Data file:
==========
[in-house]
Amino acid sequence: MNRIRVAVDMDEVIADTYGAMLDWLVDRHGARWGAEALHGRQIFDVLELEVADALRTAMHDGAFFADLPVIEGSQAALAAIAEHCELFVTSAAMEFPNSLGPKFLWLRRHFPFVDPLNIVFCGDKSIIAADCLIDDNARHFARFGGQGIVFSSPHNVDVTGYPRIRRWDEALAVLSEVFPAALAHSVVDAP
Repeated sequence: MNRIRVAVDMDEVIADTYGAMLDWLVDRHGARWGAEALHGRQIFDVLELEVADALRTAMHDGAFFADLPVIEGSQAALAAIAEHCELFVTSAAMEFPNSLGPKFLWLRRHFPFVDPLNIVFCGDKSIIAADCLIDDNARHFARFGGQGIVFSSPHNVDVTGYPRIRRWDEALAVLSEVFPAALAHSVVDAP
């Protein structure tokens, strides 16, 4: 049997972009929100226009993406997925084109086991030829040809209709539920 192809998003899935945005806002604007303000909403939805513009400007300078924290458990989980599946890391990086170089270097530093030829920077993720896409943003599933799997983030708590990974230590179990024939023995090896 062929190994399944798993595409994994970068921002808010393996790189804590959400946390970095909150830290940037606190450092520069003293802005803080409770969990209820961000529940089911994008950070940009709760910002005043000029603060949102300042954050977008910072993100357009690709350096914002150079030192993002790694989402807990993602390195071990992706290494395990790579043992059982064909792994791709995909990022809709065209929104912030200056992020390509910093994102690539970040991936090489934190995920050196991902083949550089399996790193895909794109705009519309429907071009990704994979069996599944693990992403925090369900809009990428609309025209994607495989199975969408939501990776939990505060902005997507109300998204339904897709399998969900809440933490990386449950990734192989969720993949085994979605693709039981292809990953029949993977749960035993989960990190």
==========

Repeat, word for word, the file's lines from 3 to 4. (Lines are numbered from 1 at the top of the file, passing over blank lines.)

Repeated sequence: MNRIRVAVDMDEVIADTYGAMLDWLVDRHGARWGAEALHGRQIFDVLELEVADALRTAMHDGAFFADLPVIEGSQAALAAIAEHCELFVTSAAMEFPNSLGPKFLWLRRHFPFVDPLNIVFCGDKSIIAADCLIDDNARHFARFGGQGIVFSSPHNVDVTGYPRIRRWDEALAVLSEVFPAALAHSVVDAP
């Protein structure tokens, strides 16, 4: 049997972009929100226009993406997925084109086991030829040809209709539920 192809998003899935945005806002604007303000909403939805513009400007300078924290458990989980599946890391990086170089270097530093030829920077993720896409943003599933799997983030708590990974230590179990024939023995090896 062929190994399944798993595409994994970068921002808010393996790189804590959400946390970095909150830290940037606190450092520069003293802005803080409770969990209820961000529940089911994008950070940009709760910002005043000029603060949102300042954050977008910072993100357009690709350096914002150079030192993002790694989402807990993602390195071990992706290494395990790579043992059982064909792994791709995909990022809709065209929104912030200056992020390509910093994102690539970040991936090489934190995920050196991902083949550089399996790193895909794109705009519309429907071009990704994979069996599944693990992403925090369900809009990428609309025209994607495989199975969408939501990776939990505060902005997507109300998204339904897709399998969900809440933490990386449950990734192989969720993949085994979605693709039981292809990953029949993977749960035993989960990190």